An unnamed surfer suffered a minor wound from a shark bite on the back of his left leg below the knee. He was surfing about 20-30 metres offshore of Singer Island, Riviera Beach, Florida, US on Monday 19 June 2017 when the incident happened.
He paddled ashore and was treated by paramedics on the beach.
The surfer told Jarrod Hedrick who was on the beach at the time, that he saw bait fish in front of him as he was surfing. Then he saw a dark shadow followed by pain in his leg. He suffered a 3-5 cm laceration on the back of his left calf.
The species and size of shark was not mentioned. No other details were reported.
Paul Goff, 48, was bodyboarding 30 metres off Casuarina Point in Bunbury, Western Australia, when a 4-metre great white shark knocked him off his board and then returned and bit his board before disappearing.
Paul made it to shore uninjured, but he was treated for shock. He did not need to be taken to hospital.
An unidentified surfer suffered a minor bite on his foot while surfing at Ponce Inlet, Volusia County, Florida on Saturday 10 June 2017. He “got off his surfboard and stepped on the sand bar just north of the jetty when a shark nipped him on the left foot just before 10am,” said Volusia County Beach Safety Ocean Rescue Senior Capt. Tamra Marris.
“He had a laceration,” Marris said. “It didn’t appear to be significant.”
He was taken to the hospital for treatment.
Marris said the migration of mullet and other baitfish make for plentiful feeding grounds for common blacktip and spinner sharks, which grow to 6- to 8-feet long.
This was the 6th shark attack in Volusia County this year.
The Daytona Beach News Journal recounts them: Among the six shark bites this year was 58-year-old man, who was bitten on the foot while surfing in New Smyrna Beach in March. April saw four shark bites, including a 16-year-old swimmer in Daytona Beach, a Georgia woman bitten on the thigh in New Smyrna Beach, a 35-year-old woman bitten on the leg in Ormond Beach, and an unidentified person who suffered a minor bite on the foot in Daytona Beach Shores.
Rich Thompson, 30, suffered some minor lacerations to his thumb and hand when he punched a small shark that had latched onto his leg while he was surfing off the coast of Bantham in South Devon, England on 6 June 2017.
Although his injuries are minor the incident caused a lot of hype in the British media because it is believed to be the first shark attack in British waters.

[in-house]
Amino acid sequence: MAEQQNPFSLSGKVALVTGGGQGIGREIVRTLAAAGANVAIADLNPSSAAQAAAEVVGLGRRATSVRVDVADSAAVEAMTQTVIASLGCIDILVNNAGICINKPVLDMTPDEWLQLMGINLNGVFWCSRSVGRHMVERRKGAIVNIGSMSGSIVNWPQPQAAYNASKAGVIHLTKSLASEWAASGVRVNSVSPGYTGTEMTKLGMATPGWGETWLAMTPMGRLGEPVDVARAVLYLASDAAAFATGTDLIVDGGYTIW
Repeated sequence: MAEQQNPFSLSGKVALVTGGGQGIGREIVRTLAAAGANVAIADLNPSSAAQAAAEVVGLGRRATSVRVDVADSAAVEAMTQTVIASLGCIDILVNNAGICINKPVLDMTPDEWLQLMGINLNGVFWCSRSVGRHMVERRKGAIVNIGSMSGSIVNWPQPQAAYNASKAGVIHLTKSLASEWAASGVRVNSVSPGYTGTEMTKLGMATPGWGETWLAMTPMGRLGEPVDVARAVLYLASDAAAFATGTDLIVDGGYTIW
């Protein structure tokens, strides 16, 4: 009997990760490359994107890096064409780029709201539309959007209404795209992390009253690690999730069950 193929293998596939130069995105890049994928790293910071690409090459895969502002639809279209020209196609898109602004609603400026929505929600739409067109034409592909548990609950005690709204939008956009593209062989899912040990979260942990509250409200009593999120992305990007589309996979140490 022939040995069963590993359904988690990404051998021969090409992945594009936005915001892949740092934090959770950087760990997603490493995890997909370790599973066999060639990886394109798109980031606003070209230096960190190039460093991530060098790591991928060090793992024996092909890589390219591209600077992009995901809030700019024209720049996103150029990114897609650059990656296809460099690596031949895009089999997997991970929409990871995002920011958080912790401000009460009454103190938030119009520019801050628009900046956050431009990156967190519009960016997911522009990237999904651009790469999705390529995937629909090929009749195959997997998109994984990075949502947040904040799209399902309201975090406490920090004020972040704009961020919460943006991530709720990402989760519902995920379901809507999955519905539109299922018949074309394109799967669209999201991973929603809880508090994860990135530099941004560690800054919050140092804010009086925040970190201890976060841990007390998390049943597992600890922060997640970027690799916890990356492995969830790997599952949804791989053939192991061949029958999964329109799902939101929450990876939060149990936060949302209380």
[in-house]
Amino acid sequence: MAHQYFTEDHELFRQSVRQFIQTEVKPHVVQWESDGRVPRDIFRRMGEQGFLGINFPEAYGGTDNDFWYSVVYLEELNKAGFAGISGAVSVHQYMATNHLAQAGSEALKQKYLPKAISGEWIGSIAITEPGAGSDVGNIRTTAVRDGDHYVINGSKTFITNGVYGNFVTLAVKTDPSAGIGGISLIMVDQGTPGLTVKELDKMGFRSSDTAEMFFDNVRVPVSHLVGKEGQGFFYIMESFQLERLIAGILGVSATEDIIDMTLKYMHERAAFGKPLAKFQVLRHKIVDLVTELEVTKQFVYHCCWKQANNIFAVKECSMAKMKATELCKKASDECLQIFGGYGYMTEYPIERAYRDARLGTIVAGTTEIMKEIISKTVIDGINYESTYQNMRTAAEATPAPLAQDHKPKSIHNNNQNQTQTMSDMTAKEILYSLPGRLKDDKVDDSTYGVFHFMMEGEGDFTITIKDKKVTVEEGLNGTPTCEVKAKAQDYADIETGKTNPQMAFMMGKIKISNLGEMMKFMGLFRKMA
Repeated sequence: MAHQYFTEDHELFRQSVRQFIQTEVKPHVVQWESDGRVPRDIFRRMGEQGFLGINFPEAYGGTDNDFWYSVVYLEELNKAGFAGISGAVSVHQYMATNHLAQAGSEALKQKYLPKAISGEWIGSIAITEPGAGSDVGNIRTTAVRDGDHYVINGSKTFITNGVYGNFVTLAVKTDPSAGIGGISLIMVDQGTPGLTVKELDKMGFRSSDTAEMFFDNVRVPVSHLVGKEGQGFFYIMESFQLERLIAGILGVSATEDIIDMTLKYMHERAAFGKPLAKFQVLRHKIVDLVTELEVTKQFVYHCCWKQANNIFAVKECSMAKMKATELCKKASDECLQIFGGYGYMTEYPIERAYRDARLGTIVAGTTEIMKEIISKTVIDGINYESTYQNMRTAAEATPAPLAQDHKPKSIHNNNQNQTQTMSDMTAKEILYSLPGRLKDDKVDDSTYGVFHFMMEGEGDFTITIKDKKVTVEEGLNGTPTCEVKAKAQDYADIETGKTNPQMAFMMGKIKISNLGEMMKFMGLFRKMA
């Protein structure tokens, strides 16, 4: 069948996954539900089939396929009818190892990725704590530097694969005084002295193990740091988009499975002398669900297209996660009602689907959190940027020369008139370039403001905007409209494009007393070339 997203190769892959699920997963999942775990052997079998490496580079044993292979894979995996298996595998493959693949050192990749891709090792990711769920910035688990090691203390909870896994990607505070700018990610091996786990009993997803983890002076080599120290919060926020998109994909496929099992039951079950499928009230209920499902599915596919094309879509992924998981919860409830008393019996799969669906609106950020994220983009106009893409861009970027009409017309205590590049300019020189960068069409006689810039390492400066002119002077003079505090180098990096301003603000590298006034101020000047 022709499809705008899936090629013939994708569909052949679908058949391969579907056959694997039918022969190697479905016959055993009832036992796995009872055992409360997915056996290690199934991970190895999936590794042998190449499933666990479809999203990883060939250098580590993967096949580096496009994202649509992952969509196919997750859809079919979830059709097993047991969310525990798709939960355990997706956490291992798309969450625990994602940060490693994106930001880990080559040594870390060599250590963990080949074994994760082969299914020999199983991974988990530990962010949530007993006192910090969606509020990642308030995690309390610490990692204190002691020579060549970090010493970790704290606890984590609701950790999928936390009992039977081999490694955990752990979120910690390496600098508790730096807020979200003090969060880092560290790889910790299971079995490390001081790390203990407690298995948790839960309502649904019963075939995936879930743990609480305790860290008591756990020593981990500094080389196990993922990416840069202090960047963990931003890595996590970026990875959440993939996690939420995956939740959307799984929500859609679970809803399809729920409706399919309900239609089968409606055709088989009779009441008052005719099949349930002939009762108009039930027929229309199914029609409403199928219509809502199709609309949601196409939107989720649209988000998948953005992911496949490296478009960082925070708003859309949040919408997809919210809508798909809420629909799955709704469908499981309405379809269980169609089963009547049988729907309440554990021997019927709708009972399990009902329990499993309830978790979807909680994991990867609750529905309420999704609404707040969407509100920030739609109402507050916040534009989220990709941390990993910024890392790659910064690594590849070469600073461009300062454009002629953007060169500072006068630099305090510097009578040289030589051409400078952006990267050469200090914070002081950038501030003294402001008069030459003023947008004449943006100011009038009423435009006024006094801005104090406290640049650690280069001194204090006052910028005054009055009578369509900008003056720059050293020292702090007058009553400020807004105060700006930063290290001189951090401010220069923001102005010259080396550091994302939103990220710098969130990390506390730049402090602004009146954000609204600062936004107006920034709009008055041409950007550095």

Thomson said the shark was about 3 feet long. Shark experts said it was probably a smooth hound shark.
“I turned round and saw this little shark was on my thigh and wriggling its head side to side.
“I hit it on the head and it swam off. My hand was cut to pieces.”
He said he thought his thick winter wetsuit protected him from being injured more seriously when the shark bit on his leg.
“I went home and told my wife I was late because I had been bitten by a shark.
“She said ‘I’ve heard that one before’, but it was true.
“It won’t stop me going back in the water and it shouldn’t stop anyone, I was just in the wrong place at the wrong time.
“I have never caught any fish while fishing but the biggest one I’ve ever caught attached itself to my leg.”
Tiffany Johnson, 32, was snorkeling off Athol Island, Bahamas on 2 June 2017 when what is thought to be a tiger shark bit off her right arm below the elbow.
Her husband James had swum back to the boat 10 minutes earlier.
“I just stayed out for a little bit longer because there was a part of the reef I hadn’t seen yet,” she was quoted as saying.
“I was just floating there for the most part. I wasn’t moving my arms and legs very much, because I didn’t want to disturb the fish.
“I didn’t feel any pain. I just felt like I had run into something. I thought I had bumped into something.
“I causally looked to the right and I was face to face with a shark, and he had my arm in his mouth.
“He didn’t struggle at first. He was just kind of sitting there with my arm in his mouth, almost as if he was waiting for me to do something. It was very strange.
“It registered what was going on, so I went to pull my arm back and that’s when the struggle began.
“We struggled for some time, it wasn’t very long, and then I was able to break free because he had taken my arm.”
She threw off her snorkeling gear and screamed for help. Her husband jumped in the water and swam to his wife and met her when she was about halfway back to the boat.
James said: “I looked over there and I just saw blood all over in the water, all around her. She’s saying, ‘help me, help me, Jesus,’ and she’s praying as she’s swimming back with one hand. Her other hand raised above the water. It was just unreal. My biggest concern was to get her back to the boat, hoping and just praying the shark wasn’t following us.”
Once on board the boat they wrapped her severed arm in a towel to stem the bleeding.
It wasn’t until they reached an ambulance that she felt pain. At that point, the pain was excruciating.
The crew rushed her to a local hospital in the Bahamas where doctors performed initial surgery to try to save as much of her arm as possible.
The couple were then flown to Charlotte, North Carolina, US, where Tiffany had further surgery at Carolinas Medical Center.